The Supreme Court further observed and held while parties have the freedom to negotiate certain commercial terms of the Resolution Plan to gain wide support, their ability to negotiate is circumscribed by the governing statute. A court cannot interpret the negotiated arrangements that are represented in the Resolution Plan in a manner that hampers the objectives of the IBC which is a speedy, predictable and timely resolution. The Resolution Applicant is deemed to be aware of the IBC and its mechanisms before it steps into the fray and consents to be bound by its underlying objectives.  A court may not be able to lay down such detailed guidance on how a mechanism for withdrawal, if any, may be provided to a successful Resolution Applicant without disturbing the statutory timelines and adequately evaluating the interests of creditors and other stakeholders, which is ultimately a matter of legislative policy. Judicial restraint must not only be exercised while adjudicating upon the constitutionality of the statute relating to economic policy but also in matters of interpretation of economic statutes, where the interpretative manoeuvres of the Court have an effect of transgressing into the law-making power of the legislature and disturbing the delicate balance of separation of powers between the legislature and the judiciary. Judicial restraint must be exercised in such cases as a matter of prudence, since the court neither has the necessary expertise nor the power to hold consultations with stakeholders or experts to decide the direction of economic policy. The absence of any exit routes being stipulated under the statute for a successful Resolution Applicant is indicative of the IBC's proscription of any attempts at withdrawal at its behest. The rule of casus omissus is an established rule of interpretation, which provides that an omission in a statute cannot be supplied by judicial construction. In the absence of any provision under the IBC allowing for withdrawal of the Resolution Plan by a successful Resolution Applicant, vesting the Resolution Applicant with such a relief through a process of judicial interpretation would be impermissible. Such a judicial exercise would bring in the evils which the IBC sought to obviate through the back-door. It was further held that Regulation 38(3) of the CIRP Regulations mandates that a Resolution Plan be feasible, viable and implementable with specific timelines. A Resolution Plan whose implementation can be withdrawn at the behest of the successful Resolution Applicant, is inherently unviable, since open-ended clauses on modifications/withdrawal would mean that the Plan could fail at an undefined stage, be uncertain, including after approval by the Adjudicating Authority. It is inconsistent to postulate, on the one hand, that no withdrawal or modification is permitted after the approval by the Adjudicating Authority under Section 31, irrespective of the terms of the Resolution Plan; and on the other hand, to argue that the terms of the Resolution Plan relating to withdrawal or modification must be respected, in spite of the CoC's approval, but prior to the approval by the Adjudicating Authority. The IBC does not envisage a dichotomy in the binding character of the Resolution Plan in relation to a Resolution Applicant between the stage of approval by the CoC and the approval of the Adjudicating Authority. The binding nature of a Resolution Plan on a Resolution Applicant, who is the proponent of the Plan which has been accepted by the CoC cannot remain indeterminate at the discretion of the Resolution Applicant. The statutory framework under the IBC has consistently attempted to avoid situations which may introduce unpredictability in the insolvency resolution process and has sought to make the process as linear as it can be. A conditionality which allows for further negotiations, modification or withdrawal, once the Resolution Plan is approved by the CoC would only derail the time-bound process envisaged under the IBC. If the legislature intended to allow withdrawals or subsequent negotiations by successful Resolution Applicants, it would have prescribed specific timelines for the exercise of such an option. The recognition of a power of withdrawal or modification after submission of a CoC approved Resolution Plan, by judicial interpretation, will have the effect of disturbing the statutory timelines and delaying the CIRP, leading to a depletion in the value of the assets of a corporate debtor in the event of a potential liquidation.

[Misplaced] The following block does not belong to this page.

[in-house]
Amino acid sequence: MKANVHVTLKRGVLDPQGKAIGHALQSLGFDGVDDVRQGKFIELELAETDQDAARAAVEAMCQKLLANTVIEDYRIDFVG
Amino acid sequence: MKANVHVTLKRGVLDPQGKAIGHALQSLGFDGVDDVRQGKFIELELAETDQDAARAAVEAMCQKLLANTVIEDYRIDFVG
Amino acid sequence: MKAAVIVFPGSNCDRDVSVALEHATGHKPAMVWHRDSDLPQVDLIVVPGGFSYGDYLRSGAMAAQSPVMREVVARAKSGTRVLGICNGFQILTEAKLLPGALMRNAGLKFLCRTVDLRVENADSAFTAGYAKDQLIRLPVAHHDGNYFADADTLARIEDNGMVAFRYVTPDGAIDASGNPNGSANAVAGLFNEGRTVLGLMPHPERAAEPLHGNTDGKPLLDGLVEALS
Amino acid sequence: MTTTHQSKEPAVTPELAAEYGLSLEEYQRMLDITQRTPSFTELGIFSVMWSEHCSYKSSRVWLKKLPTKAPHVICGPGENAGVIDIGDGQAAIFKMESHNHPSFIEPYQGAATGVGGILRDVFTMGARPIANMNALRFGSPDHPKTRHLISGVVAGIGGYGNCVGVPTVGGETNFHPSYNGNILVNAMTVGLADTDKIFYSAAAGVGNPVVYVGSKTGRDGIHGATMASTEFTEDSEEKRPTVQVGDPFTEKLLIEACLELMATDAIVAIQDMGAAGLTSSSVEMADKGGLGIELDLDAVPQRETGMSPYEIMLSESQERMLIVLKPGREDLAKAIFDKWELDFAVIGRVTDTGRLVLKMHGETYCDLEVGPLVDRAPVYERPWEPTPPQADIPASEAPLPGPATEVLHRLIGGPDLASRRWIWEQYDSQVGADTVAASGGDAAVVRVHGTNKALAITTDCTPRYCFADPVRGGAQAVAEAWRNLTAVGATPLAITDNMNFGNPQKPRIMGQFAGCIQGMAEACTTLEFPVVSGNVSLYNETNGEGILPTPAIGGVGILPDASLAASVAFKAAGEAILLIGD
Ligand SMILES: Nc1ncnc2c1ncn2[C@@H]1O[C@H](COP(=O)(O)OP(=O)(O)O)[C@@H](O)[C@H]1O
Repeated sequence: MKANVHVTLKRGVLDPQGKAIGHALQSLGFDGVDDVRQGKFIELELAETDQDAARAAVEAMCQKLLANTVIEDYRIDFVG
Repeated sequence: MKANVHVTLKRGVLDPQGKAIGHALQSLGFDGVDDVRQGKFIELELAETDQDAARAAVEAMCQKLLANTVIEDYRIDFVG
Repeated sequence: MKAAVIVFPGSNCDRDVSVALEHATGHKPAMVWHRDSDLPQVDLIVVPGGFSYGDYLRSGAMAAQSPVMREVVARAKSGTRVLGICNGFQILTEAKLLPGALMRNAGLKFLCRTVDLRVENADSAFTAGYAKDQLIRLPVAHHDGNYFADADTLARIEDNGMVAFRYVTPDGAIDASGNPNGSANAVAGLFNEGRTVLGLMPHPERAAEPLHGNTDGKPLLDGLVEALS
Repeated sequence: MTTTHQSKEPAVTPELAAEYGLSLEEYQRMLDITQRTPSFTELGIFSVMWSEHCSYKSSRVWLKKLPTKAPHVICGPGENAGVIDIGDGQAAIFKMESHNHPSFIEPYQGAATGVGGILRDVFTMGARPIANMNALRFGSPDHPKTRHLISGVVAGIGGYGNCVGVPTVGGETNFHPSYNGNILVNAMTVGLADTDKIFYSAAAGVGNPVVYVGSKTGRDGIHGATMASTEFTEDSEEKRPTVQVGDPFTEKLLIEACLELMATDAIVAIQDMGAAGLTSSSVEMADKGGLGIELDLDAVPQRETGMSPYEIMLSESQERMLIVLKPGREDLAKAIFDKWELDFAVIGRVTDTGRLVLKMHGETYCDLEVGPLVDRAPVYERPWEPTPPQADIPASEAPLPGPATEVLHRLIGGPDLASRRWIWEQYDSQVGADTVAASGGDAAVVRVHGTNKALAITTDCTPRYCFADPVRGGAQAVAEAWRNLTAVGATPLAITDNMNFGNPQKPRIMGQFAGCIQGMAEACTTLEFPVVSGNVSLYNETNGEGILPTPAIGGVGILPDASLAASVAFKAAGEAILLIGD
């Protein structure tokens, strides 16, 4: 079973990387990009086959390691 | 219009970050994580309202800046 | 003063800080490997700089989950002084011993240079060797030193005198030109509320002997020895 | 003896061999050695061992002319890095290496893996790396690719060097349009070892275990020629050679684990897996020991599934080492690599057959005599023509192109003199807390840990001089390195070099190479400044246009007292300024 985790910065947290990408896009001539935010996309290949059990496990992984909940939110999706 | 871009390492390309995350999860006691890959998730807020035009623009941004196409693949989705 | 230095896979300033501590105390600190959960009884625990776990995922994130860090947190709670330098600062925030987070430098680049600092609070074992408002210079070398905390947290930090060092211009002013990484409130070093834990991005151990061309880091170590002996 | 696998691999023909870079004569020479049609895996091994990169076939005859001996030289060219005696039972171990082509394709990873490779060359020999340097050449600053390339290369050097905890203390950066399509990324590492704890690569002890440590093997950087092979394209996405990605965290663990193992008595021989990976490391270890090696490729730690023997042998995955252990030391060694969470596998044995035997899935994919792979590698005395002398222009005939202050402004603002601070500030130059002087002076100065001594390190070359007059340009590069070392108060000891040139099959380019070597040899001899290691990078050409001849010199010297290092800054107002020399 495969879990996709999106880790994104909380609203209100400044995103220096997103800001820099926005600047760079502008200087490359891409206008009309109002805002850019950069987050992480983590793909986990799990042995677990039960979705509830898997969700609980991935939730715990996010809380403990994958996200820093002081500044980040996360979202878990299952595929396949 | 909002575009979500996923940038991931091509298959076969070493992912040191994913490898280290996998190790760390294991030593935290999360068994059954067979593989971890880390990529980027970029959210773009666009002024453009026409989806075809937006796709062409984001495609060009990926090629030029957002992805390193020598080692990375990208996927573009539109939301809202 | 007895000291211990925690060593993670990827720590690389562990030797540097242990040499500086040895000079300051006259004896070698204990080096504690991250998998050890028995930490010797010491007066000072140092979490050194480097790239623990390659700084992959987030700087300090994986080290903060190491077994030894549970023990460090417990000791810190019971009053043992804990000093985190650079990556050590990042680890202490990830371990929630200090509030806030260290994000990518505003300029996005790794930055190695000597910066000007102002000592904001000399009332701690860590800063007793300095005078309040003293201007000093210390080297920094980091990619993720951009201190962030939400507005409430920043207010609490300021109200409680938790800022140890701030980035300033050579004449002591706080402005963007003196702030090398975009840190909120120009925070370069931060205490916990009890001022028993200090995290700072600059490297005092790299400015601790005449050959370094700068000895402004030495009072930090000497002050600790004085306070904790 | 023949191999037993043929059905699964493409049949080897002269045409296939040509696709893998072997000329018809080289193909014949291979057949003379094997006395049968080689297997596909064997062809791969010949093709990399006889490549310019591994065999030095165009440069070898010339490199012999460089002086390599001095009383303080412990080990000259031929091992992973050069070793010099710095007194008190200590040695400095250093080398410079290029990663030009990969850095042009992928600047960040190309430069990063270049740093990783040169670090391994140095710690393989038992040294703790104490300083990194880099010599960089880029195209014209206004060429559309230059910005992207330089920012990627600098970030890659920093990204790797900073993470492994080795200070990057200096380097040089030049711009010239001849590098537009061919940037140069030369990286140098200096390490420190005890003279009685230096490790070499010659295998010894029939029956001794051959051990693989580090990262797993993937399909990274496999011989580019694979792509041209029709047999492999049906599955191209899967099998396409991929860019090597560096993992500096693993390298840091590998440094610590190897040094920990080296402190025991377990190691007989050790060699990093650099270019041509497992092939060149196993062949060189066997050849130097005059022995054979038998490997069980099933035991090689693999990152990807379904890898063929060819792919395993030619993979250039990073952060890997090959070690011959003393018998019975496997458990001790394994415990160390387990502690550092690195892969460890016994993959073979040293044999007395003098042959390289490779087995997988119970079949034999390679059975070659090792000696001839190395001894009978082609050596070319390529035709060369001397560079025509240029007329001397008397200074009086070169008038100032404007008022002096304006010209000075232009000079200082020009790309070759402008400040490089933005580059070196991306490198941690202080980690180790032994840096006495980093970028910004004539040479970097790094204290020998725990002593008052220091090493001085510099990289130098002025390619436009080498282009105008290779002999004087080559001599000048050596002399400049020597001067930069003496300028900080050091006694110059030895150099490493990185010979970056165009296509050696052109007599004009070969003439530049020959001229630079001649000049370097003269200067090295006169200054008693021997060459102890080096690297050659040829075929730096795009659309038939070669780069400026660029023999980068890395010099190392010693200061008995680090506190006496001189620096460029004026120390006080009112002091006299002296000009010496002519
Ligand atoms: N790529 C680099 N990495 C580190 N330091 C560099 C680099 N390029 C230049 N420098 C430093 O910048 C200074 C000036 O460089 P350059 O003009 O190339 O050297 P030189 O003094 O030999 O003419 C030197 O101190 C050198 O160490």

The abovestated observations of the Supreme Court in Ebix affirm the findings of NCLAT that a resolution plan approved by the CoC cannot be allowed to be withdrawn or modified by the successful Resolution Applicant by approaching the Adjudicating Authority. It further signifies the objectives of a speedy, predictable and timely resolution of a Corporate Debtor and all stakeholders under a CIRP act to meet such ends. The Supreme Court further held that the residual powers of the Adjudicating Authority under the IBC cannot be exercised to create procedural remedies which have substantive outcomes on the process of insolvency.

The observations of the Supreme Court in Ebix will certainly have their ramifications in future as the law would evolve with insolvency resolution process of different corporate entities. The judgment in Ebix takes care of reckless or negligent participation of a resolution applicant in the CIRP of a Corporate Debtor and conveys a message that CIRP proceedings should not be taken lightly by those intending to submit resolution plans for their approval. However, there may be occasions or circumstances beyond the control of a resolution applicant owing to some change in governmental policy or other developments (national or international) that may affect the economy of a particular sector or region and in such circumstances, where the successful Resolution Applicant may find it difficult to implement the resolution plan submitted by it, due to reasons beyond its control, there should be some way out or a solution to it. The legislature is, therefore, expected to come up with an answer for such situations in the absence of which, the judiciary should exercise its discretion to allow withdrawal or modification of resolution plan in very exceptional cases.


1 Civil Appeal No. 3224 of 2020 and other appeals